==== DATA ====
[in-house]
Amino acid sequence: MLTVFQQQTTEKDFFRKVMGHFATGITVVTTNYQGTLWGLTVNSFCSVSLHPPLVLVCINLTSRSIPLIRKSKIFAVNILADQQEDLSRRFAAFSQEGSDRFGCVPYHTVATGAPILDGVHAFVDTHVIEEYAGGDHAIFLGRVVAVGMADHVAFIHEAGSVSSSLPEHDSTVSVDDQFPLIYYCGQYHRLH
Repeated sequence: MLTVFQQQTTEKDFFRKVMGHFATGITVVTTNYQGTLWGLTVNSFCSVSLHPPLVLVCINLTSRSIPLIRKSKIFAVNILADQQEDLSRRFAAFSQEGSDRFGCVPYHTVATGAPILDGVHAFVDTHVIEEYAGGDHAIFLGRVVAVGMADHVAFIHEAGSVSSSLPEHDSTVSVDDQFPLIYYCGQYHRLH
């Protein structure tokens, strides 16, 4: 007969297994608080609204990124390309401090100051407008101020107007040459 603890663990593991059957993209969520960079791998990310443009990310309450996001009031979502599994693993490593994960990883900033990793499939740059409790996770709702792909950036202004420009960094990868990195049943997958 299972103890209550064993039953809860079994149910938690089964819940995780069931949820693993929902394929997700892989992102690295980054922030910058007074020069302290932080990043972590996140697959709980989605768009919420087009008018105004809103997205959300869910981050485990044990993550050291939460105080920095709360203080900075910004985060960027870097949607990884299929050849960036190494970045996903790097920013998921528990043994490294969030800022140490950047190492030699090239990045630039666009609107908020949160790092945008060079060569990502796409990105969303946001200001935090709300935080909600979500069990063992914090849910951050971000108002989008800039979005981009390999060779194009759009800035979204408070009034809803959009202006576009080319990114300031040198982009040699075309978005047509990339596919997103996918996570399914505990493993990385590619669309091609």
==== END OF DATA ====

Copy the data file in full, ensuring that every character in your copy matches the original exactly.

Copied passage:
[in-house]
Amino acid sequence: MLTVFQQQTTEKDFFRKVMGHFATGITVVTTNYQGTLWGLTVNSFCSVSLHPPLVLVCINLTSRSIPLIRKSKIFAVNILADQQEDLSRRFAAFSQEGSDRFGCVPYHTVATGAPILDGVHAFVDTHVIEEYAGGDHAIFLGRVVAVGMADHVAFIHEAGSVSSSLPEHDSTVSVDDQFPLIYYCGQYHRLH
Repeated sequence: MLTVFQQQTTEKDFFRKVMGHFATGITVVTTNYQGTLWGLTVNSFCSVSLHPPLVLVCINLTSRSIPLIRKSKIFAVNILADQQEDLSRRFAAFSQEGSDRFGCVPYHTVATGAPILDGVHAFVDTHVIEEYAGGDHAIFLGRVVAVGMADHVAFIHEAGSVSSSLPEHDSTVSVDDQFPLIYYCGQYHRLH
């Protein structure tokens, strides 16, 4: 007969297994608080609204990124390309401090100051407008101020107007040459 603890663990593991059957993209969520960079791998990310443009990310309450996001009031979502599994693993490593994960990883900033990793499939740059409790996770709702792909950036202004420009960094990868990195049943997958 299972103890209550064993039953809860079994149910938690089964819940995780069931949820693993929902394929997700892989992102690295980054922030910058007074020069302290932080990043972590996140697959709980989605768009919420087009008018105004809103997205959300869910981050485990044990993550050291939460105080920095709360203080900075910004985060960027870097949607990884299929050849960036190494970045996903790097920013998921528990043994490294969030800022140490950047190492030699090239990045630039666009609107908020949160790092945008060079060569990502796409990105969303946001200001935090709300935080909600979500069990063992914090849910951050971000108002989008800039979005981009390999060779194009759009800035979204408070009034809803959009202006576009080319990114300031040198982009040699075309978005047509990339596919997103996918996570399914505990493993990385590619669309091609």